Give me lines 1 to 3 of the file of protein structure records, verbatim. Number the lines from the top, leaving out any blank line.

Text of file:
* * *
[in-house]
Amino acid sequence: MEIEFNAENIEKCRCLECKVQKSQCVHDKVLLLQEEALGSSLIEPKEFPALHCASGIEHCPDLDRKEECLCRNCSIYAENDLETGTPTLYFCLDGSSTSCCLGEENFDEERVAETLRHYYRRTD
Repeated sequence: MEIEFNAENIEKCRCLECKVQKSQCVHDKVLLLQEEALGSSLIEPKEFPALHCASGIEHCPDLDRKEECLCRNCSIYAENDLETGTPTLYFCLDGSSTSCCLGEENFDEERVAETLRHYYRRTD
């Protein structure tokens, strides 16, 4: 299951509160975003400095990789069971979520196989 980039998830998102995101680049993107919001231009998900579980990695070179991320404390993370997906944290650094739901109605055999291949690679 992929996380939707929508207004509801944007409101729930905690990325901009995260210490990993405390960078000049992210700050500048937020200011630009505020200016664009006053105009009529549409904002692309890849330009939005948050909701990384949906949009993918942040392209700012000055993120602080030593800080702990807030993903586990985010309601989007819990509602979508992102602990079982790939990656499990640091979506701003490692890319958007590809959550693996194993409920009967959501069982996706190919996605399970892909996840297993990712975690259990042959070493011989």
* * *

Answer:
[in-house]
Amino acid sequence: MEIEFNAENIEKCRCLECKVQKSQCVHDKVLLLQEEALGSSLIEPKEFPALHCASGIEHCPDLDRKEECLCRNCSIYAENDLETGTPTLYFCLDGSSTSCCLGEENFDEERVAETLRHYYRRTD
Repeated sequence: MEIEFNAENIEKCRCLECKVQKSQCVHDKVLLLQEEALGSSLIEPKEFPALHCASGIEHCPDLDRKEECLCRNCSIYAENDLETGTPTLYFCLDGSSTSCCLGEENFDEERVAETLRHYYRRTD